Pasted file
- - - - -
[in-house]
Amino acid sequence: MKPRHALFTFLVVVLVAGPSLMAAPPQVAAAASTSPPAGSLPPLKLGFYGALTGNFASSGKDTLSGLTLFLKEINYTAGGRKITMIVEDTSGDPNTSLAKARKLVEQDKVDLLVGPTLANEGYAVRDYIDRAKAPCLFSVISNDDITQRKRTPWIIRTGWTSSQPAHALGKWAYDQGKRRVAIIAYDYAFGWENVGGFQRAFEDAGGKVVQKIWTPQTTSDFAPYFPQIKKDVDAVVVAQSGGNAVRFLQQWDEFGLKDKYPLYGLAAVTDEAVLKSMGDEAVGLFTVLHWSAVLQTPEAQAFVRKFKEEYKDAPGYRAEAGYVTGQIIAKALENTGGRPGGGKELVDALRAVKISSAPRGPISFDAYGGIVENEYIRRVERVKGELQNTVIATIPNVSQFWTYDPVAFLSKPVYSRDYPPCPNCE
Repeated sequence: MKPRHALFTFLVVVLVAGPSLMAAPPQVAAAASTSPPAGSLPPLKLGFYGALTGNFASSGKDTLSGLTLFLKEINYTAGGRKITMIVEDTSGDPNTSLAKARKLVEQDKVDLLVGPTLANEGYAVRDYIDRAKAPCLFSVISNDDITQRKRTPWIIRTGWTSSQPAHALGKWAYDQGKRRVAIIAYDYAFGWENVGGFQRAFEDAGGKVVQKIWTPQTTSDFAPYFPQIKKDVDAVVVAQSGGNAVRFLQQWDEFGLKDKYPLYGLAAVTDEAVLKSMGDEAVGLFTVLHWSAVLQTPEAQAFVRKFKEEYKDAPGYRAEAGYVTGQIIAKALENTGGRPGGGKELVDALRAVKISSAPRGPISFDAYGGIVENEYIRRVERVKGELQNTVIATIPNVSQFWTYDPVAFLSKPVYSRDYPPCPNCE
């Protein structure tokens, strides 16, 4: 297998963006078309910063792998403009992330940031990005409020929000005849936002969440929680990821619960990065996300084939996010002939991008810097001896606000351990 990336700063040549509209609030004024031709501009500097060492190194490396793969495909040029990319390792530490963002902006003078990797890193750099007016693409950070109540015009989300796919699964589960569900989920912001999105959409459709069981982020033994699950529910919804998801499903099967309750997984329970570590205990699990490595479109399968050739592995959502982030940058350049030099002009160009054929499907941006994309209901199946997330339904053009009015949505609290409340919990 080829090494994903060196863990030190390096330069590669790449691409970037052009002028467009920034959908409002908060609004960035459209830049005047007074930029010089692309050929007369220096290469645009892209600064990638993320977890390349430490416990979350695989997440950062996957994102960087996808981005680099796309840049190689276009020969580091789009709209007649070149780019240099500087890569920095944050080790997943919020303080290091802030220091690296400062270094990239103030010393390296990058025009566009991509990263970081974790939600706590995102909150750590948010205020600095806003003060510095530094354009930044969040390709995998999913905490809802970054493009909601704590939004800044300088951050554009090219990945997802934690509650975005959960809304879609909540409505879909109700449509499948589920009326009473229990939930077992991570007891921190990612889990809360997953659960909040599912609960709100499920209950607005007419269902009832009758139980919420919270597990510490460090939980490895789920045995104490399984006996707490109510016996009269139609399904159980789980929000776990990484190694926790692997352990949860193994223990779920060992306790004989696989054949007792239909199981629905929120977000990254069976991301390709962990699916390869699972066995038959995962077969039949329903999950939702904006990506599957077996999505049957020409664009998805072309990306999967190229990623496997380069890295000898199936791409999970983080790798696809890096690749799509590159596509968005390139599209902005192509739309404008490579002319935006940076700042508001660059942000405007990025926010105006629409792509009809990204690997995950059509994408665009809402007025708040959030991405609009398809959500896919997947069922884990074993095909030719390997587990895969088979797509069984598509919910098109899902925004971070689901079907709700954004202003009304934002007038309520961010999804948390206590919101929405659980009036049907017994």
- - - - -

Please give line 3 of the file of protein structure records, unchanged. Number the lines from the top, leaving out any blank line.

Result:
Repeated sequence: MKPRHALFTFLVVVLVAGPSLMAAPPQVAAAASTSPPAGSLPPLKLGFYGALTGNFASSGKDTLSGLTLFLKEINYTAGGRKITMIVEDTSGDPNTSLAKARKLVEQDKVDLLVGPTLANEGYAVRDYIDRAKAPCLFSVISNDDITQRKRTPWIIRTGWTSSQPAHALGKWAYDQGKRRVAIIAYDYAFGWENVGGFQRAFEDAGGKVVQKIWTPQTTSDFAPYFPQIKKDVDAVVVAQSGGNAVRFLQQWDEFGLKDKYPLYGLAAVTDEAVLKSMGDEAVGLFTVLHWSAVLQTPEAQAFVRKFKEEYKDAPGYRAEAGYVTGQIIAKALENTGGRPGGGKELVDALRAVKISSAPRGPISFDAYGGIVENEYIRRVERVKGELQNTVIATIPNVSQFWTYDPVAFLSKPVYSRDYPPCPNCE